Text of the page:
More on Arizona’s Immigration Law

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No time to write but have a look at these posts:

The Hill reports:

Rep. Yvette Clarke (D-N.Y.), during a press conference with lawmakers from different minority caucuses in the House and Senate, condemned a tough, new Arizona law meant to crack down on illegal immigrants.

“It’s akin to apartheid,” Clarke said. “And that tramples on the civil rights and civil liberties of everyone.”

Jennifer Rubin at Contentions is critical of the bill, but not as hyperbolic as Representative Clarke.

Heather MacDonald at the City Journal finds “much to praise” in the bill.

While the Atlantic’s Chris Cook notes the law will “come with a price”:

A note about the business community and immigration law, in general: they typically don’t like immigration restrictions, the same way other conservative constituency groups do. Businesses like being able to hire labor, and they like cheap labor; any demagoguery against letting immigrants into this country seems unproductive, to them, when they need people to work. A front-line of the immigration debate has been employee verification–an electronic records system, e-Verify, was implemented under President Bush–and, generally, businesses don’t like to be held to higher-than-reasonable standards. If it’s difficult to verify that an employee is here legally, either because records are hard to come by or because identity theft is rampant, they don’t want to be penalized for failing to do so.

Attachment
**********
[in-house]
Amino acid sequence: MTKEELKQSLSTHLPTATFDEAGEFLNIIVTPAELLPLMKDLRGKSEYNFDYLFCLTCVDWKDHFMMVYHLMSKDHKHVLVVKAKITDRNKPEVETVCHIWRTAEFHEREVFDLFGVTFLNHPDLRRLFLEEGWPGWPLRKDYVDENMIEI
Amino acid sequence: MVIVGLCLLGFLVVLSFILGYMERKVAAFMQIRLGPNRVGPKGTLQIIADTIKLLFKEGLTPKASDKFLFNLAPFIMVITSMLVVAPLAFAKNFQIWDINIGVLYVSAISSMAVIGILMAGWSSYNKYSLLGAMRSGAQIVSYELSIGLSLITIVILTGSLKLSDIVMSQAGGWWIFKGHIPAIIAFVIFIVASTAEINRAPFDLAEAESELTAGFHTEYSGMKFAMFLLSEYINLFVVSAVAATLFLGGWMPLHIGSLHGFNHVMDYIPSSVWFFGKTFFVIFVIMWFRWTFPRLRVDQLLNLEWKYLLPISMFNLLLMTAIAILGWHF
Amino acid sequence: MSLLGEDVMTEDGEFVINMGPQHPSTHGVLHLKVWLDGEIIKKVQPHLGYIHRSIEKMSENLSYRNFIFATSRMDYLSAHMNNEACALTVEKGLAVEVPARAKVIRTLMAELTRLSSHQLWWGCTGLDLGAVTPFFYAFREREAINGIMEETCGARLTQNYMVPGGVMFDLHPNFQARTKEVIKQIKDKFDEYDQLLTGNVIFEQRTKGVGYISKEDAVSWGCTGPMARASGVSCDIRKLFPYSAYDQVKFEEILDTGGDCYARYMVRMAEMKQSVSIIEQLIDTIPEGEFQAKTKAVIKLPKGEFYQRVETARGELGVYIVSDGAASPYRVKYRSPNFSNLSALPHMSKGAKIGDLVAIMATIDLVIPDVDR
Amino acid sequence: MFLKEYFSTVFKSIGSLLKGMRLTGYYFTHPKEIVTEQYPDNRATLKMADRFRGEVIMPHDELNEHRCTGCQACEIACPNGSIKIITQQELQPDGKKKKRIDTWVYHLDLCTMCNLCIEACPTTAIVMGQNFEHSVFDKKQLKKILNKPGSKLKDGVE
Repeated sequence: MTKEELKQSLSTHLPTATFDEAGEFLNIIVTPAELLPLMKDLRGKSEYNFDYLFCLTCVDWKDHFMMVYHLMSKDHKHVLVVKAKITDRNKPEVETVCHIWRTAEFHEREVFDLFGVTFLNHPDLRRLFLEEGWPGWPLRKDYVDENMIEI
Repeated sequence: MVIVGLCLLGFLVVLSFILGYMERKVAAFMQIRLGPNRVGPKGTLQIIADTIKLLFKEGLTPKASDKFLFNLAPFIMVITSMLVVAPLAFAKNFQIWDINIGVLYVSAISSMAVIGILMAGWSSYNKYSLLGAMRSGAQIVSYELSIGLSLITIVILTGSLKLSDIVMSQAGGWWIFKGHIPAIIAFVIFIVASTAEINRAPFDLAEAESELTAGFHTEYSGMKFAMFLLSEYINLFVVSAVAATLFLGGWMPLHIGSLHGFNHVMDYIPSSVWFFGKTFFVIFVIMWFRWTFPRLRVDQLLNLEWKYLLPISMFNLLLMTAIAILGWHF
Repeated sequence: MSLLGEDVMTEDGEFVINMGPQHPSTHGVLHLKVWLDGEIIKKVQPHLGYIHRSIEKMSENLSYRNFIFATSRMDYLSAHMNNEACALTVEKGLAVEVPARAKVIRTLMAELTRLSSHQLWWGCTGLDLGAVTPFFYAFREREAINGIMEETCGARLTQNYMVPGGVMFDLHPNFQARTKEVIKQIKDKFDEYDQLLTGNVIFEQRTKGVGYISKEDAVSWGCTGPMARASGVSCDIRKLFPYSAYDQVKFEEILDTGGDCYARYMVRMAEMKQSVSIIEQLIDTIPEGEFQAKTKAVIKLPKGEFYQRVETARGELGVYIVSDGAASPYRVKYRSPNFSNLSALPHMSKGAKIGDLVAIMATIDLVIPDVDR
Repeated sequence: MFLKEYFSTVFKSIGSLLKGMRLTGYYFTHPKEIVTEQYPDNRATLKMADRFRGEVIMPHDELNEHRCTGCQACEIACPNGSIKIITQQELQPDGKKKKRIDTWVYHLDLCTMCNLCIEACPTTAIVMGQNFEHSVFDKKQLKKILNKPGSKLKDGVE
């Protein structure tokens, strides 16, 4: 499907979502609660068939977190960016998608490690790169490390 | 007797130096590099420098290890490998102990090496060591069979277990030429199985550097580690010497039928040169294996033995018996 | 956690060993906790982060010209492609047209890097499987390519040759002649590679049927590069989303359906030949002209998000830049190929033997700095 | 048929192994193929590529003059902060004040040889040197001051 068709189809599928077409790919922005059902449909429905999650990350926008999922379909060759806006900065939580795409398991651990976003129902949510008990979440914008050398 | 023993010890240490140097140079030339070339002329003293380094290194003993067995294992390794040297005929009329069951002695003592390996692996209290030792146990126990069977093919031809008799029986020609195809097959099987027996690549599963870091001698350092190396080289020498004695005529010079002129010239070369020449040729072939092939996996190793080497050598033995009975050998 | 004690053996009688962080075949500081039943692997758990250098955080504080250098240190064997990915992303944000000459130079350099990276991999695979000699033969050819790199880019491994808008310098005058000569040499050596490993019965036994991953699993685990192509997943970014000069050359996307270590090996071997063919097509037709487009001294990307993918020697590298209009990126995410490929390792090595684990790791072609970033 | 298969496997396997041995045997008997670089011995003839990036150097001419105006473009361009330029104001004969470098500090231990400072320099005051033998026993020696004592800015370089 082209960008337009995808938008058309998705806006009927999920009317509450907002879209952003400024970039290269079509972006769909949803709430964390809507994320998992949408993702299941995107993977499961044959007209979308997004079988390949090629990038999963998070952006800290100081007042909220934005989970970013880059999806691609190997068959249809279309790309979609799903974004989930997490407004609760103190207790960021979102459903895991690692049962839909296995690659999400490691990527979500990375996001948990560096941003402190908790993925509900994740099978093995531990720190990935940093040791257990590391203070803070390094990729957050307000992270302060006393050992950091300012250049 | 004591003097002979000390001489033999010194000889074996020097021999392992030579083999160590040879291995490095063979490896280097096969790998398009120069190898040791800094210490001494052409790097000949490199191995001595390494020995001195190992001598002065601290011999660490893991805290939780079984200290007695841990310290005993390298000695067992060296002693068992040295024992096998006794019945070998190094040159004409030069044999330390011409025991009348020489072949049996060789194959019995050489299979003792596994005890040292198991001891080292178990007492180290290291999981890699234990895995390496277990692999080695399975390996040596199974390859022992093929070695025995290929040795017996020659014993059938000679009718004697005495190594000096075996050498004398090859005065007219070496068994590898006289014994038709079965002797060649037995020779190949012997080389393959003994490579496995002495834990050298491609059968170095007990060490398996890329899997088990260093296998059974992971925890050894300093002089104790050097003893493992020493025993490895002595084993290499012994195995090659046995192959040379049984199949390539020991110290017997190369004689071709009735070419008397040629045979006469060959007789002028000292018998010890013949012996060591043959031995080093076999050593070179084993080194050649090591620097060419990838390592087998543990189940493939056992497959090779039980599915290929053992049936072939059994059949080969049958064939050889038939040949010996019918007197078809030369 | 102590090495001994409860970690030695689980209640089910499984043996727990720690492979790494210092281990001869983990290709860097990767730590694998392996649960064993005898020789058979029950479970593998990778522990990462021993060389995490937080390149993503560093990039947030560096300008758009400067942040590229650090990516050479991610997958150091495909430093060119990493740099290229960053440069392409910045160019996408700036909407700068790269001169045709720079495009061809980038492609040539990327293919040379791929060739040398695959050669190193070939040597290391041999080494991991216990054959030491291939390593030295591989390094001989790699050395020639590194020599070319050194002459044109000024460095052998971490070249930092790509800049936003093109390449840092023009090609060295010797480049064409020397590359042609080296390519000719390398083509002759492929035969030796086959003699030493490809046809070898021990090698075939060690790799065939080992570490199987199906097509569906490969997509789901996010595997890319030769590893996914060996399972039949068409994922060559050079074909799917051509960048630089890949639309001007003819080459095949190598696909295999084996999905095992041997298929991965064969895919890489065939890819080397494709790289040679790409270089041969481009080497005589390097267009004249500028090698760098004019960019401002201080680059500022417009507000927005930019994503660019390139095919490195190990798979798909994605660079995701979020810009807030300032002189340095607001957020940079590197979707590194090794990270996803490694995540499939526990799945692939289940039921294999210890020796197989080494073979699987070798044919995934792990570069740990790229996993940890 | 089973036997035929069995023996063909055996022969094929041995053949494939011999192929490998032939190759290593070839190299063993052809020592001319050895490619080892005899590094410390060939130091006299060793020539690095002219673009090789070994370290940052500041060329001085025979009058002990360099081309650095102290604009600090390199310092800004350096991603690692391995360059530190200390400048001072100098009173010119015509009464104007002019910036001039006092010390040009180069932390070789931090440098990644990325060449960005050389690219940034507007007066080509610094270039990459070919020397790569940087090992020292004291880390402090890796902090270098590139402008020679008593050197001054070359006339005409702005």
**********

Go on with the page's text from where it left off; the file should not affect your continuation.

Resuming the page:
Roger Clegg and Andrew McCarthy and Roger again at NRO.

Sultan Knish provides his take here and here.

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One response »

  1. Pingback: Elsewhere, Not A Round Up. « ModernityBlog

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